To form pattern densified webs, the web transfer step immediately after forming the web is to a forming fabric rather than a felt. The web is juxtaposed against an array of supports comprising the forming fabric. The web is pressed against the array of supports, thereby resulting in densified zones in the web at the locations geographically corresponding to the points of contact between the array of supports and the wet web. The remainder of the web not compressed during this operation is referred to as the high bulk field. This high bulk field can be further dedensified by application of fluid pressure, such as with a vacuum type device or a blow-through dryer. The web is dewatered, and optionally predried, in such a manner so as to substantially avoid compression of the high bulk field. This is preferably accomplished by fluid pressure, such as with a vacuum type device or blow-through dryer, or alternately by mechanically pressing the web against an array of supports wherein the high bulk field is not compressed. The operations of dewatering, optional predrying and formation of the densified zones may be integrated or partially integrated to reduce the total number of processing steps performed. The moisture content of the semi-dry web at the point of transfer to the Yankee surface is less than about 40% and the hot air is forced through said semi-dry web while the semi-dry web is on said forming fabric to form a low density structure.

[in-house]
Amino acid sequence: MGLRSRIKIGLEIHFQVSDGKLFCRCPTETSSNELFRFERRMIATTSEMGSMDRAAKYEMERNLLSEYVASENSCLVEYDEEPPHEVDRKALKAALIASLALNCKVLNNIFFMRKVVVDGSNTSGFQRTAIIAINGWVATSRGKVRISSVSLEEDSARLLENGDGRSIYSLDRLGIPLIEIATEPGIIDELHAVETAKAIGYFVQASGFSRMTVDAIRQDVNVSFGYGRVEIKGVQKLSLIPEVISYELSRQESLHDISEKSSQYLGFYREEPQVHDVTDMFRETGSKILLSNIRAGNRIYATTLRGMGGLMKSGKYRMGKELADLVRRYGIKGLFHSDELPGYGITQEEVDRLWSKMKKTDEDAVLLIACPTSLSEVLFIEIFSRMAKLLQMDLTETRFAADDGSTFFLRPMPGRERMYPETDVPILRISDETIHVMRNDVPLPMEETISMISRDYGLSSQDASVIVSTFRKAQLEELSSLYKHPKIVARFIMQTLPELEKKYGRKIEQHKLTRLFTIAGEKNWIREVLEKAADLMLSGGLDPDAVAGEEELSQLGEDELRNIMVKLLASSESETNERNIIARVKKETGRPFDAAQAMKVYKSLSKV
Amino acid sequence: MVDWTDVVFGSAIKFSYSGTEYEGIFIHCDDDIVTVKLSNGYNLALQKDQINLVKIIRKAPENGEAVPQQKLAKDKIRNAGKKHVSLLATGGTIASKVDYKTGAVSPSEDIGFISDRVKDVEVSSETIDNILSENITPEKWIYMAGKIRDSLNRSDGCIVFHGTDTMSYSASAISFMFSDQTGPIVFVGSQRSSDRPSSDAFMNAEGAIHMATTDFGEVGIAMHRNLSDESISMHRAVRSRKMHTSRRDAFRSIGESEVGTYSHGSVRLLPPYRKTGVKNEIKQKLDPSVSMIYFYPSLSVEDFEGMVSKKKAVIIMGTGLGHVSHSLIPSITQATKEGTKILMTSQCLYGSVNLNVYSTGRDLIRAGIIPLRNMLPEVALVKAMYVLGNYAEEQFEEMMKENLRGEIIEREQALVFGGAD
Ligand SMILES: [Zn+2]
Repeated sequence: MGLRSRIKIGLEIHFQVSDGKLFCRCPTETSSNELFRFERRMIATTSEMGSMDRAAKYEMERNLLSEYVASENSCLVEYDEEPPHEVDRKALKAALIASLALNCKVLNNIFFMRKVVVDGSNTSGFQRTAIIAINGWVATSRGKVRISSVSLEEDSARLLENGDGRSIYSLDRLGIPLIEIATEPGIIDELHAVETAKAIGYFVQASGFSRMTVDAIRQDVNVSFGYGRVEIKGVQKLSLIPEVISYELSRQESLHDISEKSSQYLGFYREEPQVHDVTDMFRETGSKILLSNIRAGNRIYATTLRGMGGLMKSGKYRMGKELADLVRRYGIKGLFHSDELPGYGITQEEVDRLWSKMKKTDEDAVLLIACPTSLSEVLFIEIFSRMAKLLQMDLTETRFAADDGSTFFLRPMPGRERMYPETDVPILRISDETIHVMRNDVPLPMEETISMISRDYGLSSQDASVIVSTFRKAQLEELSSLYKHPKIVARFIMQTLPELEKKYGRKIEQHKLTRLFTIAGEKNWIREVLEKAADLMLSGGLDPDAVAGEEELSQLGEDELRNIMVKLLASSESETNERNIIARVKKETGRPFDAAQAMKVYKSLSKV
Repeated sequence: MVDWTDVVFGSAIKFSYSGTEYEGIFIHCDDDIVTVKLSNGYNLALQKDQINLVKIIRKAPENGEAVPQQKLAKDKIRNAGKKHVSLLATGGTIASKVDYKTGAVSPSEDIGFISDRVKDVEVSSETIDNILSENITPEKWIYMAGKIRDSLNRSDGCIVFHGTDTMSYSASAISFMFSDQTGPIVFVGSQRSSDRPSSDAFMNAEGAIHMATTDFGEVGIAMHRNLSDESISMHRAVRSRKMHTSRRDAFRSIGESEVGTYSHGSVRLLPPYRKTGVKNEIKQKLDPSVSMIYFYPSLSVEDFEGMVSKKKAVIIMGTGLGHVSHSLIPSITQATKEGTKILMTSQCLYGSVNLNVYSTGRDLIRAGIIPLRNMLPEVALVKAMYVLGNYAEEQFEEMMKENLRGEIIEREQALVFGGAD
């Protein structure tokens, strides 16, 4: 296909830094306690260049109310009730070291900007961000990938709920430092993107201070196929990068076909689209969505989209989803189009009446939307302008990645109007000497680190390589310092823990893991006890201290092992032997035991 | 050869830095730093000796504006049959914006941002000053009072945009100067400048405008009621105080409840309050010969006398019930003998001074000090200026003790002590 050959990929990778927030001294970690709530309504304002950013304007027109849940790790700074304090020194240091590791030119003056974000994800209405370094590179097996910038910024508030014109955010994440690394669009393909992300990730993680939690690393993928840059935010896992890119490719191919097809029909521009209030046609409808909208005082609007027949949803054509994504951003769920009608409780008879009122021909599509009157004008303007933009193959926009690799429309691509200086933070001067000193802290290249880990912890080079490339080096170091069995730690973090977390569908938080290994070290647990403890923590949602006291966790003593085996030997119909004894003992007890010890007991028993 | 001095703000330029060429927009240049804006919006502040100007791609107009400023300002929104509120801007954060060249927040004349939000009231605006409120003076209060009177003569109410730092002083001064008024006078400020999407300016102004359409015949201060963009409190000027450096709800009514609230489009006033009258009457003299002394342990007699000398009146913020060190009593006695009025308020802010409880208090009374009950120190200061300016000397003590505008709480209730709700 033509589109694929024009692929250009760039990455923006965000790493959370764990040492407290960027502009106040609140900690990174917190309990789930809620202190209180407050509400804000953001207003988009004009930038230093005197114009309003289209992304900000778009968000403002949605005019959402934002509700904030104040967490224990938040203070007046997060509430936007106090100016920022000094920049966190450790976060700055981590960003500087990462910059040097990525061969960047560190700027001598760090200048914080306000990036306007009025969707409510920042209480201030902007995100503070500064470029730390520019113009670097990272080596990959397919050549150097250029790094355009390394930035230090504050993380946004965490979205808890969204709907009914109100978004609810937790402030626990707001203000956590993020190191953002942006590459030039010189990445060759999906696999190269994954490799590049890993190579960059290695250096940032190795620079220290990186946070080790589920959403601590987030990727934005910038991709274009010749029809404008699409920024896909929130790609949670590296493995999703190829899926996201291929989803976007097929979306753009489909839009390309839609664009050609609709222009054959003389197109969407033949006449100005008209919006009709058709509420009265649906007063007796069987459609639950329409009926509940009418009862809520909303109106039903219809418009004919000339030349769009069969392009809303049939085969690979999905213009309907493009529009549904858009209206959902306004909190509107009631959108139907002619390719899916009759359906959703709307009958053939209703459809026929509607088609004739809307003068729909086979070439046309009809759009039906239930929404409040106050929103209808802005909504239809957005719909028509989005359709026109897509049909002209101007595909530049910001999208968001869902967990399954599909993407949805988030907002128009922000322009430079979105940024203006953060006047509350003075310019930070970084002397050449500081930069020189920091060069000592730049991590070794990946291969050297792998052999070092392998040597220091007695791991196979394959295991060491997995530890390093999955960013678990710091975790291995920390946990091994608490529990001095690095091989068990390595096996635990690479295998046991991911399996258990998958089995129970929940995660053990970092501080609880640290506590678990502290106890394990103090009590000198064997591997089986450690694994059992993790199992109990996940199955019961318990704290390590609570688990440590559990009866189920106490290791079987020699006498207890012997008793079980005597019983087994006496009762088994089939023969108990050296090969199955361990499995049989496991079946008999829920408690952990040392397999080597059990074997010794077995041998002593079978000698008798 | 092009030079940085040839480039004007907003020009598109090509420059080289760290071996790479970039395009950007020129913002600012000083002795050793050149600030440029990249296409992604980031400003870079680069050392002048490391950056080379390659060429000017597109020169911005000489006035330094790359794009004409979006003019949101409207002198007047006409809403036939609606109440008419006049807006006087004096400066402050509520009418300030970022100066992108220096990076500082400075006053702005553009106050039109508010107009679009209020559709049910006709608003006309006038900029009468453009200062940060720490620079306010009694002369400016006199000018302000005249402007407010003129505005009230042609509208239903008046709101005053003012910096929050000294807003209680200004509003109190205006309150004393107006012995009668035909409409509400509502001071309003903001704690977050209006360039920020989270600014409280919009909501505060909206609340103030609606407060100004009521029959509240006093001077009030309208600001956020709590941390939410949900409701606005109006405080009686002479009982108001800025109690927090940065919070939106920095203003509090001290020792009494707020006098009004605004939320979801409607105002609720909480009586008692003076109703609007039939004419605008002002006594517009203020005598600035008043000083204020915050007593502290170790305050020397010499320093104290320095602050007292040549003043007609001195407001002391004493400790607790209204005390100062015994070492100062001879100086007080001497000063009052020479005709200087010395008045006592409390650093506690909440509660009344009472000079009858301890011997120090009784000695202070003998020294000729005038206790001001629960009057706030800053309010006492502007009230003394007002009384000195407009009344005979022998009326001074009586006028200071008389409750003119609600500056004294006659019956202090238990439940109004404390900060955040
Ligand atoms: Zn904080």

The pattern densified web is transferred to the Yankee dryer and dried to completion, preferably still avoiding mechanical pressing. In the present invention, preferably from about 8% to about 55% of the creped tissue paper surface comprises densified knuckles having a relative density of at least 125% of the density of the high bulk field.